No television. No wi-fi. Some old puzzles and checker games, a deck of cards. We packed dolls and stuffed animals. One year, Nana brought three one-dollar floats and hours later we had to call the girls in to finally eat something. Every afternoon before dinner, I attached swim bubbles to them and they paddled into the deep water with Dennis. Then they needed only noodles, and, finally, they set off on their own, unafraid and buoyant, as I fretted on shore. After dinner, they rode scooters, then bikes with training wheels, then bikes without, through the camp.
We ate local corn on the cob, Nana’s macaroni and cheese, grinders with salty lettuce, sharp provolone, garden tomatoes. Storms came in over the water and we watched through a dewy window, the lightning flashes over the mountains growing closer and then the forks of it on the water. Fish fed every night in rippling seams. Dragonflies hovered. Snapping turtles popped their heads up like so many pond weeds. We canoed the width and length of the pond, the girls between us on their small lawn chairs until they could paddle themselves.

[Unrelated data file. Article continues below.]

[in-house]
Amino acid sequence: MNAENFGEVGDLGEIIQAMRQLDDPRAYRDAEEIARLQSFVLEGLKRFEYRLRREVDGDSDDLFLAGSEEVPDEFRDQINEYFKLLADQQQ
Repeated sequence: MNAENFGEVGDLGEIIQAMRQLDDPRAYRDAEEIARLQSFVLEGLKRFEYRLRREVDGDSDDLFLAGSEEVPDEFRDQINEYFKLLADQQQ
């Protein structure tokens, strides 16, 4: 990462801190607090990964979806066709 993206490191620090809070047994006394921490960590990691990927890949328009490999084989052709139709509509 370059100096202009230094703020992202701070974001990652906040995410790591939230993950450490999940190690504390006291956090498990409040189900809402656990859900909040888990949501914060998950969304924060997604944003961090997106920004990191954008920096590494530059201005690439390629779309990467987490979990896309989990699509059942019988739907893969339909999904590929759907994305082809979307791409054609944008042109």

One summer, Dennis and I left the girls with Nana for a few hours and looked at houses in the area. So many acres, so many rooms, for so little money. Barns and pasture for the horse and goat, a quiet country setting to prolong the kind of peace our week at Half Moon brought us. It seemed possible.
The only thing that seemed impossible, actually, was that the girls would grow up. That, one summer, that tiny pond wouldn’t be enough to entertain them. That, another summer, on another, much larger lake, they would have friends and bikinis and their own spots to tan out on the floating dock. That I would walk a few miles alone and then kayak alone, Dennis running along winding roads instead of forest trails, heading home to tend to his garden. That I’d be writing the kind of poem I couldn’t have written at Half Moon Pond, the girls’ voices floating toward me where I sat in the middle of two worlds.